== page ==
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Greening Nature and Spirits

One spring morning, sitting at the table sipping tea, I saw green buds on tree branches hanging over the yard just outside the picture window. Those small fists of summer, clenched tight, must have been there for a while, but I hadn’t noticed. Seemingly overnight, the greening buds had swelled and stretched up and out, ready to burst open.

“Tomorrow,” I thought, “maybe the branches will be covered with tiny, new leaves. Or do the green cases hold flowers?” After more than seventy springs, I’m embarrassed to admit, I didn’t know, not having watched trees closely enough. Either way, nature, frozen in place by winter’s cold and long darkness, was moving again in the warmth of spring sun. What other explanation is there for the sudden appearance of green buds?

Perhaps this one: There is no “sudden” in nature. As the Latin phrase goes, natura naturans—”nature naturing” or to put it another way, nature doing what nature does. It’s an unending process. Buds don’t pop into existence overnight. They begin forming in the summer or early Autumn when temperatures are still warm. Focused on trees’ lush green crowns or their glorious fall colors, we just don’t notice buds, but they are there. By the time we see them in winter, the buds are cloaked with heavy scales or fuzzy cases drawn tightly around them, like your warm woolen coat, drawn close to keep out the cold. And they wait.

So, what was my maple doing all winter? “When cold weather hits, sap descends into roots and when warm weather arrives, sap rises and feeds the tree,” I thought. Right?

True for most trees, but not for maples. These trees actually suck up the sap when temperatures drop, drawing liquid from the roots and storing it in branches. A slow freeze with cold nights and warmer days sends sap up and down, up and down, storing more in the sapwood and preparing for a bountiful sap run in the spring. When winter hits in earnest, sap waits, frozen, before descending in spring and flowing out of holes if the tree has been tapped. (How this happens and why trees react differently to freeze and thaw is too complicated to explain here. Besides, I wouldn’t do a good job of it. But it’s fascinating and worth an internet search if you’re interested.)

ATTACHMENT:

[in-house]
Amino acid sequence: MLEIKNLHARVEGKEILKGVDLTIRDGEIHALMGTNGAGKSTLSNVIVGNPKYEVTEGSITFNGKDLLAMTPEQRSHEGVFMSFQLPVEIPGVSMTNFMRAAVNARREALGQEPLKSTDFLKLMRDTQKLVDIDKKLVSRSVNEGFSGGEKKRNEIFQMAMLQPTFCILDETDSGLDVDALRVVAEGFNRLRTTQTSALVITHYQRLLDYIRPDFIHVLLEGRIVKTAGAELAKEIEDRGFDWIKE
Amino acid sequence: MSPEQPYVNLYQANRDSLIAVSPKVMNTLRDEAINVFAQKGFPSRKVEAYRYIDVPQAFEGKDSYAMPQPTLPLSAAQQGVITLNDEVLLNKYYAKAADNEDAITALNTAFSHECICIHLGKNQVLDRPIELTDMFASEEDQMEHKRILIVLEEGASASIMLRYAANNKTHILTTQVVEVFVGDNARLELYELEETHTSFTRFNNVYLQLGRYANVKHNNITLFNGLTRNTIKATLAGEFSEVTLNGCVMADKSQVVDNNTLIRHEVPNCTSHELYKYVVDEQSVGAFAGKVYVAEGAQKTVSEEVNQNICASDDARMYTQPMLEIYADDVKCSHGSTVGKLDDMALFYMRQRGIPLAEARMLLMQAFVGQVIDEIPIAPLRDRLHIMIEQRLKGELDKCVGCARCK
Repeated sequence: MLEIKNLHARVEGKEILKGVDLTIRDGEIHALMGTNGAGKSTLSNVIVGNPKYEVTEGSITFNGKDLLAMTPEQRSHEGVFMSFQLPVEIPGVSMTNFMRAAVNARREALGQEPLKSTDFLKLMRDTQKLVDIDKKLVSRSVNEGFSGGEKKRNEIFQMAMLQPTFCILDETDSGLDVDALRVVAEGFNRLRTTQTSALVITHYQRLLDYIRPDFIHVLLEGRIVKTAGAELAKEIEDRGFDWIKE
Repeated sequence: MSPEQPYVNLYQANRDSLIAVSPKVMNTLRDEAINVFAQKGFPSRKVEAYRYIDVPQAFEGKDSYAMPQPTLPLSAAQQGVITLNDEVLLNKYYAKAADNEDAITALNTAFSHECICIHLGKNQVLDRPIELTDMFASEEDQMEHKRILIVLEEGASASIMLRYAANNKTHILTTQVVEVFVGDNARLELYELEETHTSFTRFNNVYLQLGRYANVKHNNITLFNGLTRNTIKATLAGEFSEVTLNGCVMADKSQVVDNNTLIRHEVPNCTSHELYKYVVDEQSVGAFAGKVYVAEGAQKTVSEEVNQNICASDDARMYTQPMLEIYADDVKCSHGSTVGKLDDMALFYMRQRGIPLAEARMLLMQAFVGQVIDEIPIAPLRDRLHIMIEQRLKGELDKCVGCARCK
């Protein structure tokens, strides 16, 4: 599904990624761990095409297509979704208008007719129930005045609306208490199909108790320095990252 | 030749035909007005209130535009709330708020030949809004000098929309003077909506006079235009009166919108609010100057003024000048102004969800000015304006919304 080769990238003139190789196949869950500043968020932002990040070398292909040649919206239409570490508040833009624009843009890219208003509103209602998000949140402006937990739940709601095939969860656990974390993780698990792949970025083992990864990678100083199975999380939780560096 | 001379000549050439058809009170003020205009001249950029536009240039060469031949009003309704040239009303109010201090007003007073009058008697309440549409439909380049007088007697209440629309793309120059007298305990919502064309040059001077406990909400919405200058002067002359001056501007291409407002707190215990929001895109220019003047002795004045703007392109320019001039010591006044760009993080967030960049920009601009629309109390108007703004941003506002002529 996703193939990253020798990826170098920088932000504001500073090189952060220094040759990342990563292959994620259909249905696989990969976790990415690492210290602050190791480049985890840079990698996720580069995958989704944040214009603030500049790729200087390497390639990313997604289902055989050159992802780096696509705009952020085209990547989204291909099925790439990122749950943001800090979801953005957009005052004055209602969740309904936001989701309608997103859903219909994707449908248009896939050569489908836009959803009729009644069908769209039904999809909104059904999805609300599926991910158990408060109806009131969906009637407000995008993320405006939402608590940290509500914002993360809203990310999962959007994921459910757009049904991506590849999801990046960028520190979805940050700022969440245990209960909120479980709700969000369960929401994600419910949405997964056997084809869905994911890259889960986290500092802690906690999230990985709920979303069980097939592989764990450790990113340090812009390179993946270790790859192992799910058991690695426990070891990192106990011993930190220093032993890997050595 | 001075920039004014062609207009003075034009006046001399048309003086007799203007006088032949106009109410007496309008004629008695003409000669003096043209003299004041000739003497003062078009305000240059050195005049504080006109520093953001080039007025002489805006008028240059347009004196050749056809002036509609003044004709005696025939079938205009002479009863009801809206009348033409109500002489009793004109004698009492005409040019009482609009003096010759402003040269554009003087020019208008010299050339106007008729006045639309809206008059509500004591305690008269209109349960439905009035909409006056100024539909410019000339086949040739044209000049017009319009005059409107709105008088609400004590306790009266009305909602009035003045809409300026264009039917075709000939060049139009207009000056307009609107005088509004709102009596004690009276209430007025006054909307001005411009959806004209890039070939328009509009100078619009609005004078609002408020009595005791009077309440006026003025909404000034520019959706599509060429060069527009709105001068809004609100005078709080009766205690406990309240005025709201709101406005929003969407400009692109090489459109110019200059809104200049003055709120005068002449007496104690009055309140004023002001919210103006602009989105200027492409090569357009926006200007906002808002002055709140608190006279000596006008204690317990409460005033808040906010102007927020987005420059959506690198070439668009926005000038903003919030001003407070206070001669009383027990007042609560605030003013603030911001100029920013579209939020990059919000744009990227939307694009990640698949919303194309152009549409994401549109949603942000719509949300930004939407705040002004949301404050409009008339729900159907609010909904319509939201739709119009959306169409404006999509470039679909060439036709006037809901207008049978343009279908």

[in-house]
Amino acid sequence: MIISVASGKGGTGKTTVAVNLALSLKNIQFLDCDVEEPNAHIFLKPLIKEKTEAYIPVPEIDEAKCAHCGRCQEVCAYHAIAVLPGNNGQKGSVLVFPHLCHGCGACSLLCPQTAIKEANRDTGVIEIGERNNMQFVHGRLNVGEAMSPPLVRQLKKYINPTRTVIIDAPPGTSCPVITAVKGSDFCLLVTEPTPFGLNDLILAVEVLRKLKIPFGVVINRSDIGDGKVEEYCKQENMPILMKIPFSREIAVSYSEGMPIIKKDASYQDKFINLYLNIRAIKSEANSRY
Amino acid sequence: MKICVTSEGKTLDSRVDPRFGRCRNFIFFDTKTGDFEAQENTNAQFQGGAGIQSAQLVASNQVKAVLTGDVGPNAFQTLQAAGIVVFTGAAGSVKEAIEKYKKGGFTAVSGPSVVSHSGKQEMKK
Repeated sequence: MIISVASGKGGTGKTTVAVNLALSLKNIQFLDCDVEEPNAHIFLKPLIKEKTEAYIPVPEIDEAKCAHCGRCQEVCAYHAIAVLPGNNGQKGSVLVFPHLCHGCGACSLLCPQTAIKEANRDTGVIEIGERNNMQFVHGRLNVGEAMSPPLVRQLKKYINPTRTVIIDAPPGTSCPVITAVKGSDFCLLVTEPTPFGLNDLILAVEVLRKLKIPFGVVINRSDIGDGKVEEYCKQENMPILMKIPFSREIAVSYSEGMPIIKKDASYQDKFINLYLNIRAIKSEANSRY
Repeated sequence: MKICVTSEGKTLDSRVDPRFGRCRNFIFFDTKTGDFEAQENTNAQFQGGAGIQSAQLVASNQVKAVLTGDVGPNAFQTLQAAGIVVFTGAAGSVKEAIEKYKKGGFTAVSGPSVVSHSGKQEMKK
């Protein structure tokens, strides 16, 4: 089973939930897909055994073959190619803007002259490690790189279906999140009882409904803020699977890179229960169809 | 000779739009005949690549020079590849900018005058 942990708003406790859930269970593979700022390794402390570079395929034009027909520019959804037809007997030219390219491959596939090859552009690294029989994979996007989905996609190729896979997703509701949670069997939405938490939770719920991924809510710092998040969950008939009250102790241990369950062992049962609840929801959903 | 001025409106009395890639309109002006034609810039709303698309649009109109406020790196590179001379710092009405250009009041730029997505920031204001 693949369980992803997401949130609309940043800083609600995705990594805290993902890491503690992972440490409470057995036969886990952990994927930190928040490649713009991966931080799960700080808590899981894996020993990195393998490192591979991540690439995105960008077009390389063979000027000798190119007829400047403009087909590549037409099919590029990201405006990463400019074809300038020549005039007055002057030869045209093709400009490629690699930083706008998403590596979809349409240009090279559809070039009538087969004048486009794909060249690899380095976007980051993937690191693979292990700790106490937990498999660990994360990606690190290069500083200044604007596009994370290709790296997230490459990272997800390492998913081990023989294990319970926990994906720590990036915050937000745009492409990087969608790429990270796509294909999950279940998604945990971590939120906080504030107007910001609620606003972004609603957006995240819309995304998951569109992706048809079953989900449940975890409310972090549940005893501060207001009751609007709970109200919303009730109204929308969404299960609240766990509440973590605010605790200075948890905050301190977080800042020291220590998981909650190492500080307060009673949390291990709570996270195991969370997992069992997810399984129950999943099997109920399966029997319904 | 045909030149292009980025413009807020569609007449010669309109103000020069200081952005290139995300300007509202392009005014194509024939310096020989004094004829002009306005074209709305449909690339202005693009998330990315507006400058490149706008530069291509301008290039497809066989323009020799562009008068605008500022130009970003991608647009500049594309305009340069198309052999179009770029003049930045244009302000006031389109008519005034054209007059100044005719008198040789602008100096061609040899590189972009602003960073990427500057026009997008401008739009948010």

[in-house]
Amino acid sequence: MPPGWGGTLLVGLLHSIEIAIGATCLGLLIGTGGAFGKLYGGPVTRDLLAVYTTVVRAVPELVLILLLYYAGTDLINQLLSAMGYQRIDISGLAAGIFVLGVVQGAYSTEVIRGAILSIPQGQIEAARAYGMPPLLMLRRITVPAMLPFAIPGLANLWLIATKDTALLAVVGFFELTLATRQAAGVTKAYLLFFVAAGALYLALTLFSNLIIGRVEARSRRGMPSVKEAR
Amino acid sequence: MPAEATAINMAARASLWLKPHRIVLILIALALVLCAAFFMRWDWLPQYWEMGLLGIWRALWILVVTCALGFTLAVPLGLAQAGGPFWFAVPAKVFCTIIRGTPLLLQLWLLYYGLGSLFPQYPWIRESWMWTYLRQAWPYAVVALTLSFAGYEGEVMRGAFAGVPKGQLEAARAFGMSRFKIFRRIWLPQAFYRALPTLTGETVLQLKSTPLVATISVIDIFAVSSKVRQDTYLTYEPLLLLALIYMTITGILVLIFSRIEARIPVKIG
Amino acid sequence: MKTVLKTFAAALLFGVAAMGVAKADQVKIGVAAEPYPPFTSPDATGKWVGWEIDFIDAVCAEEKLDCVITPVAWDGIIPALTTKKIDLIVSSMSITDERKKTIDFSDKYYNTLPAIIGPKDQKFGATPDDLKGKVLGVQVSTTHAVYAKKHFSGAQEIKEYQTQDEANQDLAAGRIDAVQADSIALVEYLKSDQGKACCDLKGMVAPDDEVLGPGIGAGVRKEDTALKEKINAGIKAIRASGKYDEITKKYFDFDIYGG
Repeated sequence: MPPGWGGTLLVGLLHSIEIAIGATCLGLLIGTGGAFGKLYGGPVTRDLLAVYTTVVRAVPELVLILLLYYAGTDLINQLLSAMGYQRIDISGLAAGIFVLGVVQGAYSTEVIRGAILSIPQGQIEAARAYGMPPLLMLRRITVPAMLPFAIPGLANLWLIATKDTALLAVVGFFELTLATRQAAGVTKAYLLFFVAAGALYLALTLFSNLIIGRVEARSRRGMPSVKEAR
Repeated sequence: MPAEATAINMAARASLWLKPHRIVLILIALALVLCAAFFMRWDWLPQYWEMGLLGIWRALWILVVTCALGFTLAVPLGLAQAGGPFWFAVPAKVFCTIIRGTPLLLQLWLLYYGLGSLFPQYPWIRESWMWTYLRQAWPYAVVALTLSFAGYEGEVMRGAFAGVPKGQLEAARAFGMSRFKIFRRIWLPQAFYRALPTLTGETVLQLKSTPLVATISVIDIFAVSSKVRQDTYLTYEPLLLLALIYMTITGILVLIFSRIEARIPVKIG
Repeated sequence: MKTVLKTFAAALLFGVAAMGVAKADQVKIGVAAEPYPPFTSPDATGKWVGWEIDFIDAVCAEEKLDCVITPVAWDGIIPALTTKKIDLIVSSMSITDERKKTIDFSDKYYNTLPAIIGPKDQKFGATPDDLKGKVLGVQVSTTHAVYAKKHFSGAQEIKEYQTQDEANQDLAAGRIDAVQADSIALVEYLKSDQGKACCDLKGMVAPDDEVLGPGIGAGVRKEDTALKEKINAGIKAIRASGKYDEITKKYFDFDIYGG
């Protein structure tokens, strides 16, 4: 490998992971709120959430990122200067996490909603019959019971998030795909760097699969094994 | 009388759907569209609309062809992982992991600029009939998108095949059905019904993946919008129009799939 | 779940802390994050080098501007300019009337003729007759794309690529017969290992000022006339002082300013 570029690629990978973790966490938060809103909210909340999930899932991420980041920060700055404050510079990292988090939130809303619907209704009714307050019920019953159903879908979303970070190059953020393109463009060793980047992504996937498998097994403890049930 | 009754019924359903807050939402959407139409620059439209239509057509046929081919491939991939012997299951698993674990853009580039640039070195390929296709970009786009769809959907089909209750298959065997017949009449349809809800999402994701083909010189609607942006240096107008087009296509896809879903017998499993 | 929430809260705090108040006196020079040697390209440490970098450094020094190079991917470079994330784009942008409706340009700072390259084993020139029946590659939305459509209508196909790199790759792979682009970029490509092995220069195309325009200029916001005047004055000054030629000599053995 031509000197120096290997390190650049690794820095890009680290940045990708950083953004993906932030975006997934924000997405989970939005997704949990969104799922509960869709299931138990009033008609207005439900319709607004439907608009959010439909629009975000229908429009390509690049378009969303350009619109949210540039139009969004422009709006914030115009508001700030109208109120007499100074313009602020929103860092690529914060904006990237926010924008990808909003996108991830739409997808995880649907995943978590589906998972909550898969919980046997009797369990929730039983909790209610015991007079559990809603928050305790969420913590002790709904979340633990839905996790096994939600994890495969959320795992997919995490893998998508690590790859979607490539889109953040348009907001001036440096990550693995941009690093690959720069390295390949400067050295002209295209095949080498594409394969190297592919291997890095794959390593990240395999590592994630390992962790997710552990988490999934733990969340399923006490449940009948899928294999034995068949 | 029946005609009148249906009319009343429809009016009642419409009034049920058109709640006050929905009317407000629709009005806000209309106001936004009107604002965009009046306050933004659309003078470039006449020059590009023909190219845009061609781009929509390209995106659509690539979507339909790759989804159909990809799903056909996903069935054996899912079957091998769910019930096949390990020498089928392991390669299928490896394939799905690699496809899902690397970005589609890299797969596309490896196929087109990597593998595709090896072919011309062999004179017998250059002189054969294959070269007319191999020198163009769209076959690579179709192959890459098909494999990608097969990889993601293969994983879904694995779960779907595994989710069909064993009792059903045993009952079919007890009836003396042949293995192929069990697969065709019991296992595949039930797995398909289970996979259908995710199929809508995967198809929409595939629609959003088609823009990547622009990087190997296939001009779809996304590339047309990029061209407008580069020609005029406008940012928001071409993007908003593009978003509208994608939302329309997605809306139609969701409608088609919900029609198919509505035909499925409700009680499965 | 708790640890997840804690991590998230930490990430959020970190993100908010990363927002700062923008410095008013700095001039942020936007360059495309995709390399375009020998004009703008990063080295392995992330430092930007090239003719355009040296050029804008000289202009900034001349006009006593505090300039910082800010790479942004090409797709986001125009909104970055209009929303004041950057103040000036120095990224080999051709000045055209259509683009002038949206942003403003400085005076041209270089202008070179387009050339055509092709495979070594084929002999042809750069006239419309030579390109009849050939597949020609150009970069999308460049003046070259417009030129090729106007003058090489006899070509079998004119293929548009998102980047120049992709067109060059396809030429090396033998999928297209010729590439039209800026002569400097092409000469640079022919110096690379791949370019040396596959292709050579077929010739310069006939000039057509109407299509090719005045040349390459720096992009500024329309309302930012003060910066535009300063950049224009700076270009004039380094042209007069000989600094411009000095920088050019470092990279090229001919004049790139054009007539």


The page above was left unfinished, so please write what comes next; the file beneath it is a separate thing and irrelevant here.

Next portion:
In addition to affecting sap flow, cold winter temperatures send trees into a dormancy period allowing them to survive the harsh season and “wake up” in spring with the energy needed to blossom, resist pests, and develop fruit. When temperatures fluctuate too much from cold to warm during winter, tree buds may open prematurely; the tree may not be able to re-enter dormancy and might not have energy needed for growth.

Dormancy is important. For trees. For us.

The Word is living, being, spirit, all verdant greening, all creativity. This Word manifests itself in every creature. Hildegard von Bingen

Sometimes our spirits need to rest. We can’t always be pushing forward, reading more books, attending more workshops, thinking, thinking, thinking. Greedily pulling in information, like sap, to feed our hungry souls. Sometimes, what we need is rest. Holding what we already have in quiet. Openness – with no expectations.

Growth is a long process, so slow it often goes unnoticed, in trees and in our souls. Maple buds start forming sometime in the summer but need winter stillness before opening the following year. When some warmth tells them it’s safe, they do what they’re made to do: They break open. Leaves unfurl to feed the tree and flowers bloom and mature, producing fruit and seeds.

For us, the slow process is growing into who God made us to be. Hildegard of Bingen (1098 – 1179) often used the word viriditas in her writings. It has been translated variously including “vitality,” “growth,” or “freshness.”  She used it when writing about plants, healing, and also theologically as a metaphor for the Divine life of Christ that flows through all creation, including us, bringing healing and fruition. Viriditas knows no season; it’s a constant Presence within us. Whether in the quiet of winter or the exuberance of spring, God’s life is at work in our deepest center.

Hasn’t my soul known the same miracle as the buds? Suddenly feeling full of grace after a long winter? Hasn’t yours?

Further reading on St. Hildegard von Bingen, Doctor of the Church

The Life and Works of Hildegard von Bingen (1098-1179) Fordham University

St. Hildegard gives us a recipe for joy—even during a pandemic by Sonja Livingston in America

Hildegard of Bingen: no ordinary saint by Robert McClory in the National Catholic Reporter

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Jeon, sung ae
Jeon, sung ae
1 month ago

So inspirational & helpful during this pandemic season and my personal adversity. It’s a blessing to meet Shalem Friday blog and graceful columnists. And you, Ms. Mary van Balen, Thank you.

Mary van Balen
1 month ago
Reply to  Jeon, sung ae

You are welcome! Glad you discovered Shalem Friday Blog!